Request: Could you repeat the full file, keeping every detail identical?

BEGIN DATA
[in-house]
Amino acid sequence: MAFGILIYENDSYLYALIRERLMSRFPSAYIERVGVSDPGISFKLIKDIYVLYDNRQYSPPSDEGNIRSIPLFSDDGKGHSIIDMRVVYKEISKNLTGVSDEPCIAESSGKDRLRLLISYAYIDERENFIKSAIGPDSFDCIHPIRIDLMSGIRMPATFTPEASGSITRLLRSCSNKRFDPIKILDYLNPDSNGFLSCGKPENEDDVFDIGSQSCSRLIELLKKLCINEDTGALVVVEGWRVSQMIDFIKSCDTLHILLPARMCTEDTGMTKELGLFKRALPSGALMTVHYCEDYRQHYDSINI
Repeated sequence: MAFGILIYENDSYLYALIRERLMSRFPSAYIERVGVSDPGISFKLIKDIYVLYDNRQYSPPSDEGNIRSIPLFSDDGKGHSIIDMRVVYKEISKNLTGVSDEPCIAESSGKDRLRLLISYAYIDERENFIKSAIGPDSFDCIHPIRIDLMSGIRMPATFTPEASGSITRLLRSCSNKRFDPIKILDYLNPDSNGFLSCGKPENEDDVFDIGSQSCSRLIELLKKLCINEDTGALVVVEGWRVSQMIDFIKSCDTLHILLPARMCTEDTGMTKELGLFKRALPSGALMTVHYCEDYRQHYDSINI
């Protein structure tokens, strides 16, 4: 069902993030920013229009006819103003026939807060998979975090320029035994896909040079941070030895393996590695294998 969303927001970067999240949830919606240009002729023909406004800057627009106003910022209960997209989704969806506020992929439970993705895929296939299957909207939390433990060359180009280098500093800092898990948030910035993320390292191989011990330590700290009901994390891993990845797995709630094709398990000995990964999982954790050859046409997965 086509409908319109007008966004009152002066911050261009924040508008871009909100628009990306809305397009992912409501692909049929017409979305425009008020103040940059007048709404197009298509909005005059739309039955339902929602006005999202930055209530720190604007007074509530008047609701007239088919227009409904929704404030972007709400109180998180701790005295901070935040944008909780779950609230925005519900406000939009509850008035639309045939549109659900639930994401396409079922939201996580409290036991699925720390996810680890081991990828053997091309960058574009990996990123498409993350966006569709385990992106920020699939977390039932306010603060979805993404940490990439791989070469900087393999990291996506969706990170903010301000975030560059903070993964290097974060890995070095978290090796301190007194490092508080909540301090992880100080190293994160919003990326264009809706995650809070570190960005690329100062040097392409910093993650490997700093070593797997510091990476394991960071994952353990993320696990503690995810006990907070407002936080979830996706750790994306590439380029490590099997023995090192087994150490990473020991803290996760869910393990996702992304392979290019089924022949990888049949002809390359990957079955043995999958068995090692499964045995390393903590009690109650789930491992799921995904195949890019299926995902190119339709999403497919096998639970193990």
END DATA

[in-house]
Amino acid sequence: MAFGILIYENDSYLYALIRERLMSRFPSAYIERVGVSDPGISFKLIKDIYVLYDNRQYSPPSDEGNIRSIPLFSDDGKGHSIIDMRVVYKEISKNLTGVSDEPCIAESSGKDRLRLLISYAYIDERENFIKSAIGPDSFDCIHPIRIDLMSGIRMPATFTPEASGSITRLLRSCSNKRFDPIKILDYLNPDSNGFLSCGKPENEDDVFDIGSQSCSRLIELLKKLCINEDTGALVVVEGWRVSQMIDFIKSCDTLHILLPARMCTEDTGMTKELGLFKRALPSGALMTVHYCEDYRQHYDSINI
Repeated sequence: MAFGILIYENDSYLYALIRERLMSRFPSAYIERVGVSDPGISFKLIKDIYVLYDNRQYSPPSDEGNIRSIPLFSDDGKGHSIIDMRVVYKEISKNLTGVSDEPCIAESSGKDRLRLLISYAYIDERENFIKSAIGPDSFDCIHPIRIDLMSGIRMPATFTPEASGSITRLLRSCSNKRFDPIKILDYLNPDSNGFLSCGKPENEDDVFDIGSQSCSRLIELLKKLCINEDTGALVVVEGWRVSQMIDFIKSCDTLHILLPARMCTEDTGMTKELGLFKRALPSGALMTVHYCEDYRQHYDSINI
């Protein structure tokens, strides 16, 4: 069902993030920013229009006819103003026939807060998979975090320029035994896909040079941070030895393996590695294998 969303927001970067999240949830919606240009002729023909406004800057627009106003910022209960997209989704969806506020992929439970993705895929296939299957909207939390433990060359180009280098500093800092898990948030910035993320390292191989011990330590700290009901994390891993990845797995709630094709398990000995990964999982954790050859046409997965 086509409908319109007008966004009152002066911050261009924040508008871009909100628009990306809305397009992912409501692909049929017409979305425009008020103040940059007048709404197009298509909005005059739309039955339902929602006005999202930055209530720190604007007074509530008047609701007239088919227009409904929704404030972007709400109180998180701790005295901070935040944008909780779950609230925005519900406000939009509850008035639309045939549109659900639930994401396409079922939201996580409290036991699925720390996810680890081991990828053997091309960058574009990996990123498409993350966006569709385990992106920020699939977390039932306010603060979805993404940490990439791989070469900087393999990291996506969706990170903010301000975030560059903070993964290097974060890995070095978290090796301190007194490092508080909540301090992880100080190293994160919003990326264009809706995650809070570190960005690329100062040097392409910093993650490997700093070593797997510091990476394991960071994952353990993320696990503690995810006990907070407002936080979830996706750790994306590439380029490590099997023995090192087994150490990473020991803290996760869910393990996702992304392979290019089924022949990888049949002809390359990957079955043995999958068995090692499964045995390393903590009690109650789930491992799921995904195949890019299926995902190119339709999403497919096998639970193990």